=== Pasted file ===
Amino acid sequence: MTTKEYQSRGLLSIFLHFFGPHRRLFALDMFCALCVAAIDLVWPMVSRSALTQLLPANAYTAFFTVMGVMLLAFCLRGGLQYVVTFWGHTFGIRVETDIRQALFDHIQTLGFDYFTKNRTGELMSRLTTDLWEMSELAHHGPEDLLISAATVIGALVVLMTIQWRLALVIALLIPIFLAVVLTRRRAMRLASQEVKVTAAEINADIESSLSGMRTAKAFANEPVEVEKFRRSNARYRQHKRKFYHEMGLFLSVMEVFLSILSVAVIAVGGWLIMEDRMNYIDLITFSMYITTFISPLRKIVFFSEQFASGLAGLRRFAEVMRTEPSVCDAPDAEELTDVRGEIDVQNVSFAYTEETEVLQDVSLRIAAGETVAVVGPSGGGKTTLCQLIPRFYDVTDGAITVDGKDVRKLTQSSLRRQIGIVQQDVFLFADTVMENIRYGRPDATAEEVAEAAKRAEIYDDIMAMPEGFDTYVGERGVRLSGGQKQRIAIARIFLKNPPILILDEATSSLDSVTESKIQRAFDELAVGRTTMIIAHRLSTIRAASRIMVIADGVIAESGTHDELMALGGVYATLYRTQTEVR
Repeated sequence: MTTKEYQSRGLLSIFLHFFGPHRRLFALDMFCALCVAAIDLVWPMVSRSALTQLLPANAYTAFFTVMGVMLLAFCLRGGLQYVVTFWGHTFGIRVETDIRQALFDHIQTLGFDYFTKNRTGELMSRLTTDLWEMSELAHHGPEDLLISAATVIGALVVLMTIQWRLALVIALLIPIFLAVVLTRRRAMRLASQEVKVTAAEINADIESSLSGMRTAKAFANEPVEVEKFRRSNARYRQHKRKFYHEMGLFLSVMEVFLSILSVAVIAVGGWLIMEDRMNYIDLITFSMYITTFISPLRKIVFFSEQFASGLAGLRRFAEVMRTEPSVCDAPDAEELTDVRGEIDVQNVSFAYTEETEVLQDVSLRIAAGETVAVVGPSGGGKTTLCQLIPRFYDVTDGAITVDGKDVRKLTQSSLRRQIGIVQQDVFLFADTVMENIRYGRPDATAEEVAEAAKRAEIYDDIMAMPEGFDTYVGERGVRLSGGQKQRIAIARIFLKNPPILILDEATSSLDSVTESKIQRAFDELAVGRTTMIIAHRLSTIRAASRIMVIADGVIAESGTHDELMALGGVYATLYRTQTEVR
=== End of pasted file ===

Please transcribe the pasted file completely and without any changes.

Amino acid sequence: MTTKEYQSRGLLSIFLHFFGPHRRLFALDMFCALCVAAIDLVWPMVSRSALTQLLPANAYTAFFTVMGVMLLAFCLRGGLQYVVTFWGHTFGIRVETDIRQALFDHIQTLGFDYFTKNRTGELMSRLTTDLWEMSELAHHGPEDLLISAATVIGALVVLMTIQWRLALVIALLIPIFLAVVLTRRRAMRLASQEVKVTAAEINADIESSLSGMRTAKAFANEPVEVEKFRRSNARYRQHKRKFYHEMGLFLSVMEVFLSILSVAVIAVGGWLIMEDRMNYIDLITFSMYITTFISPLRKIVFFSEQFASGLAGLRRFAEVMRTEPSVCDAPDAEELTDVRGEIDVQNVSFAYTEETEVLQDVSLRIAAGETVAVVGPSGGGKTTLCQLIPRFYDVTDGAITVDGKDVRKLTQSSLRRQIGIVQQDVFLFADTVMENIRYGRPDATAEEVAEAAKRAEIYDDIMAMPEGFDTYVGERGVRLSGGQKQRIAIARIFLKNPPILILDEATSSLDSVTESKIQRAFDELAVGRTTMIIAHRLSTIRAASRIMVIADGVIAESGTHDELMALGGVYATLYRTQTEVR
Repeated sequence: MTTKEYQSRGLLSIFLHFFGPHRRLFALDMFCALCVAAIDLVWPMVSRSALTQLLPANAYTAFFTVMGVMLLAFCLRGGLQYVVTFWGHTFGIRVETDIRQALFDHIQTLGFDYFTKNRTGELMSRLTTDLWEMSELAHHGPEDLLISAATVIGALVVLMTIQWRLALVIALLIPIFLAVVLTRRRAMRLASQEVKVTAAEINADIESSLSGMRTAKAFANEPVEVEKFRRSNARYRQHKRKFYHEMGLFLSVMEVFLSILSVAVIAVGGWLIMEDRMNYIDLITFSMYITTFISPLRKIVFFSEQFASGLAGLRRFAEVMRTEPSVCDAPDAEELTDVRGEIDVQNVSFAYTEETEVLQDVSLRIAAGETVAVVGPSGGGKTTLCQLIPRFYDVTDGAITVDGKDVRKLTQSSLRRQIGIVQQDVFLFADTVMENIRYGRPDATAEEVAEAAKRAEIYDDIMAMPEGFDTYVGERGVRLSGGQKQRIAIARIFLKNPPILILDEATSSLDSVTESKIQRAFDELAVGRTTMIIAHRLSTIRAASRIMVIADGVIAESGTHDELMALGGVYATLYRTQTEVR